Guest Columnist: Emeka Oparah
In their famously controversial book, The Communist Manifesto, Karl Marx and Frederick Engels, described religion as the opium of the people which, when taken in right dosage, benumbs the body and soul to suffering, shame and sin. The church, especially in Nigeria, has been so emblematic of the Marxian prognostication and turned otherwise educated men and women into robotic wimps, manipulated by pastor, prophets and prophetesses and recounting sometimes meaningless supplications to a creator, whose methods they hardly comprehend. The same goes for other religions, which have tended to follow a certain pattern that thoroughly negates all the principles of mutual and peaceful co-existence.
Just a few days ago, a friend complained that Nigeria is one of those third world countries where people worship all kinds of supernatural personalities and pray harder than they work yet criminals pervade the land and people perpetrate all kinds of heinous crimes even in the most sanctimonious of places and the country is retarded in growth. Meanwhile, some European countries, where less than 15% of the population recognise the existence of any gods and never bother to go to any place of worship, be it Sunday or Friday, are doing good, showing love and prospering as a people. It is this conundrum, which got so flagrantly played up in some of the media reports credited to President Goodluck Jonathan this week that has prompted this intervention.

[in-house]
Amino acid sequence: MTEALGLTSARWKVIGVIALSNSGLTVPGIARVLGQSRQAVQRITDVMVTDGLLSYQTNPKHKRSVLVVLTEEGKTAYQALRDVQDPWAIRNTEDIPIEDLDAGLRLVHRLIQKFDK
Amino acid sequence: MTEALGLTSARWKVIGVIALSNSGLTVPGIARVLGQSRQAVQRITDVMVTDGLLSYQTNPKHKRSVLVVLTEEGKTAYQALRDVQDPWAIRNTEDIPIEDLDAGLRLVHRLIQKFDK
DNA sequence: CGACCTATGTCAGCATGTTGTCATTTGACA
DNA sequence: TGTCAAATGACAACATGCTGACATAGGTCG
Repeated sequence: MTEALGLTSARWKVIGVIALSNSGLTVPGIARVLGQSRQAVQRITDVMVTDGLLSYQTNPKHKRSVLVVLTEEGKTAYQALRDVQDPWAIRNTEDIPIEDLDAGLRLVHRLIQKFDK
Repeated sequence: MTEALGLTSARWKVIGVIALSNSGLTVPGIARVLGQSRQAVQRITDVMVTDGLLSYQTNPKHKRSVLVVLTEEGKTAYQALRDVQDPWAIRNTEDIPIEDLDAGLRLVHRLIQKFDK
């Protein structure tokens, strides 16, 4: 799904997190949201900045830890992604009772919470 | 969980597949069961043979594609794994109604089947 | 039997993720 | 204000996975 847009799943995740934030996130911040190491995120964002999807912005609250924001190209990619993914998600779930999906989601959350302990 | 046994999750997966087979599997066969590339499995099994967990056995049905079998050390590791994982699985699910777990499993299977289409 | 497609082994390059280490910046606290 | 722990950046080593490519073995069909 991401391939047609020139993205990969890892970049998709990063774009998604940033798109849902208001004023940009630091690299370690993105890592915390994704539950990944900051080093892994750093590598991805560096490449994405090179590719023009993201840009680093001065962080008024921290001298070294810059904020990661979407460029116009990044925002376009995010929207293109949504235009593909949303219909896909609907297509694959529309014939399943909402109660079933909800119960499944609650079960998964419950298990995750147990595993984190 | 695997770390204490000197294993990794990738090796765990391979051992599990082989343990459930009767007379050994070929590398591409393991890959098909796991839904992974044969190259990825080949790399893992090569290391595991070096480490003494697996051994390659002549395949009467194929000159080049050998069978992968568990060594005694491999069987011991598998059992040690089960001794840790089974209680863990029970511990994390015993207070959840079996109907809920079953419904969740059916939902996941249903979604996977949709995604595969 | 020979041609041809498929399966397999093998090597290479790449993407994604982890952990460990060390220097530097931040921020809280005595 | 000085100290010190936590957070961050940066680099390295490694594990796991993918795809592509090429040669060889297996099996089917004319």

Among all the stuff he was said to have said during the Independence Day celebrations, Mr. President reportedly declared a one year prayer session upon which we must now hinge the future and prosperity of Nigeria. First of all, I don’t understand why the president would make such a proposition to the hapless and long-suffering people of Nigeria on such an occasion. Some of us were dying to know how he intends to deal with some of the more pressing challenges facing the country, but not much came through.
Take the example of power. Paradoxically, most people were unable to watch the president’s Independence Day speech due to power outage and those who did paid dearly for it, literally, as the light was gone soon after never to return till the next day, if at all. For power, it’s all contracts, contracts and more contracts-even as we hope the water levels do not recede ultimately to show PHCN for what it truly is.